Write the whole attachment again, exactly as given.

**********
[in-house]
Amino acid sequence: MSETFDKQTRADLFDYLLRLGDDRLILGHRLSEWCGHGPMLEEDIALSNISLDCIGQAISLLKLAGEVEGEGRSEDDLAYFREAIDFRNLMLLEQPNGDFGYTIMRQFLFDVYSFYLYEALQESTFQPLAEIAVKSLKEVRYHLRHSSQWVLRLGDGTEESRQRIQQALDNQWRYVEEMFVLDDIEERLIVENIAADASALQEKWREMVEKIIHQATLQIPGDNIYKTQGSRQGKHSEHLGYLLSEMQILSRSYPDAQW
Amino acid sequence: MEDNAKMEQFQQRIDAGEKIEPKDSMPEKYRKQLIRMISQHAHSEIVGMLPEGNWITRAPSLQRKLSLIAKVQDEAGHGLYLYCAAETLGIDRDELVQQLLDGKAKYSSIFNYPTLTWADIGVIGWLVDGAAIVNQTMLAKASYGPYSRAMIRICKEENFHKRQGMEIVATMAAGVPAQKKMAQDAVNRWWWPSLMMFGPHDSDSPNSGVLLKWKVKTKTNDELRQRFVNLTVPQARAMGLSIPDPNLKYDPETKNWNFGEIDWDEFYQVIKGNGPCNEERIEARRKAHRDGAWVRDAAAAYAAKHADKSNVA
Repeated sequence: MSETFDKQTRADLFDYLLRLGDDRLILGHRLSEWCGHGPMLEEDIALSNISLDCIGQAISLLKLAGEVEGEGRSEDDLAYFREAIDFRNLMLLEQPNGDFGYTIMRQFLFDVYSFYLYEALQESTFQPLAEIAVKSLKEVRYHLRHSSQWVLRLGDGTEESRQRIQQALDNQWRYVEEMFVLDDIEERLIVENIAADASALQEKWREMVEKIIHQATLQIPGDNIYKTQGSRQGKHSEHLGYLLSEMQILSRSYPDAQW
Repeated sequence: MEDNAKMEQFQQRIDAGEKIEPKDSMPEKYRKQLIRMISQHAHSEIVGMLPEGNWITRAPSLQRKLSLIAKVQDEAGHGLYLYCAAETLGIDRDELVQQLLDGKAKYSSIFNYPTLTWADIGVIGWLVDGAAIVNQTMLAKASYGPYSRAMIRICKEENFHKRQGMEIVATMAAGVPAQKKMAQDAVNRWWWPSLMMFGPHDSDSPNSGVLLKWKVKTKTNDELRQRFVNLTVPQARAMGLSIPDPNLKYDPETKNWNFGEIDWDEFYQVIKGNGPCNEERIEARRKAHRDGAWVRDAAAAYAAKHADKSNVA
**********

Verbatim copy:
[in-house]
Amino acid sequence: MSETFDKQTRADLFDYLLRLGDDRLILGHRLSEWCGHGPMLEEDIALSNISLDCIGQAISLLKLAGEVEGEGRSEDDLAYFREAIDFRNLMLLEQPNGDFGYTIMRQFLFDVYSFYLYEALQESTFQPLAEIAVKSLKEVRYHLRHSSQWVLRLGDGTEESRQRIQQALDNQWRYVEEMFVLDDIEERLIVENIAADASALQEKWREMVEKIIHQATLQIPGDNIYKTQGSRQGKHSEHLGYLLSEMQILSRSYPDAQW
Amino acid sequence: MEDNAKMEQFQQRIDAGEKIEPKDSMPEKYRKQLIRMISQHAHSEIVGMLPEGNWITRAPSLQRKLSLIAKVQDEAGHGLYLYCAAETLGIDRDELVQQLLDGKAKYSSIFNYPTLTWADIGVIGWLVDGAAIVNQTMLAKASYGPYSRAMIRICKEENFHKRQGMEIVATMAAGVPAQKKMAQDAVNRWWWPSLMMFGPHDSDSPNSGVLLKWKVKTKTNDELRQRFVNLTVPQARAMGLSIPDPNLKYDPETKNWNFGEIDWDEFYQVIKGNGPCNEERIEARRKAHRDGAWVRDAAAAYAAKHADKSNVA
Repeated sequence: MSETFDKQTRADLFDYLLRLGDDRLILGHRLSEWCGHGPMLEEDIALSNISLDCIGQAISLLKLAGEVEGEGRSEDDLAYFREAIDFRNLMLLEQPNGDFGYTIMRQFLFDVYSFYLYEALQESTFQPLAEIAVKSLKEVRYHLRHSSQWVLRLGDGTEESRQRIQQALDNQWRYVEEMFVLDDIEERLIVENIAADASALQEKWREMVEKIIHQATLQIPGDNIYKTQGSRQGKHSEHLGYLLSEMQILSRSYPDAQW
Repeated sequence: MEDNAKMEQFQQRIDAGEKIEPKDSMPEKYRKQLIRMISQHAHSEIVGMLPEGNWITRAPSLQRKLSLIAKVQDEAGHGLYLYCAAETLGIDRDELVQQLLDGKAKYSSIFNYPTLTWADIGVIGWLVDGAAIVNQTMLAKASYGPYSRAMIRICKEENFHKRQGMEIVATMAAGVPAQKKMAQDAVNRWWWPSLMMFGPHDSDSPNSGVLLKWKVKTKTNDELRQRFVNLTVPQARAMGLSIPDPNLKYDPETKNWNFGEIDWDEFYQVIKGNGPCNEERIEARRKAHRDGAWVRDAAAAYAAKHADKSNVA